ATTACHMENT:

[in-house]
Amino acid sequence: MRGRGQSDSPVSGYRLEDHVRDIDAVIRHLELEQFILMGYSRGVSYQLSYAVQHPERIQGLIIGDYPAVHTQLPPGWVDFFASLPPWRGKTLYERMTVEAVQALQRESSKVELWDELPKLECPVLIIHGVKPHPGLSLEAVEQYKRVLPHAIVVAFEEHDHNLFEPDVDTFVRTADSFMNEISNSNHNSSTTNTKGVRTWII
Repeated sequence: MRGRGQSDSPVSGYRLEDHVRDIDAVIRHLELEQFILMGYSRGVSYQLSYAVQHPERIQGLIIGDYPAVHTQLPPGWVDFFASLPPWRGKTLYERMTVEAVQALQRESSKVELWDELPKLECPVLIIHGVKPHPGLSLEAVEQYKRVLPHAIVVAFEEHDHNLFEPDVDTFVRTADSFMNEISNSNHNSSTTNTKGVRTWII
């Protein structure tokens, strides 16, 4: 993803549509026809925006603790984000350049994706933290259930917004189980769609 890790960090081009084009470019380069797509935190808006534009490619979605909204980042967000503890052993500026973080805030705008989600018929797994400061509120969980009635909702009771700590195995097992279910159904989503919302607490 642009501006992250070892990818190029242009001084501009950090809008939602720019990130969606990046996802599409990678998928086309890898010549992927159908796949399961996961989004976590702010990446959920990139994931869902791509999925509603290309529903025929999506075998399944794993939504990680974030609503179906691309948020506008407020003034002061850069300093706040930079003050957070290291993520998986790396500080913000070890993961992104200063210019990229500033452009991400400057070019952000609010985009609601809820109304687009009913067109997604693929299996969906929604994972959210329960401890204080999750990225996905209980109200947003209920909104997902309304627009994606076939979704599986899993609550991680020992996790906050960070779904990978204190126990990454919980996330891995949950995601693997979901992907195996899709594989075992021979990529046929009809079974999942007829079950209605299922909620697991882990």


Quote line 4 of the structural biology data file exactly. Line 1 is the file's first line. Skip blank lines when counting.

């Protein structure tokens, strides 16, 4: 993803549509026809925006603790984000350049994706933290259930917004189980769609 890790960090081009084009470019380069797509935190808006534009490619979605909204980042967000503890052993500026973080805030705008989600018929797994400061509120969980009635909702009771700590195995097992279910159904989503919302607490 642009501006992250070892990818190029242009001084501009950090809008939602720019990130969606990046996802599409990678998928086309890898010549992927159908796949399961996961989004976590702010990446959920990139994931869902791509999925509603290309529903025929999506075998399944794993939504990680974030609503179906691309948020506008407020003034002061850069300093706040930079003050957070290291993520998986790396500080913000070890993961992104200063210019990229500033452009991400400057070019952000609010985009609601809820109304687009009913067109997604693929299996969906929604994972959210329960401890204080999750990225996905209980109200947003209920909104997902309304627009994606076939979704599986899993609550991680020992996790906050960070779904990978204190126990990454919980996330891995949950995601693997979901992907195996899709594989075992021979990529046929009809079974999942007829079950209605299922909620697991882990």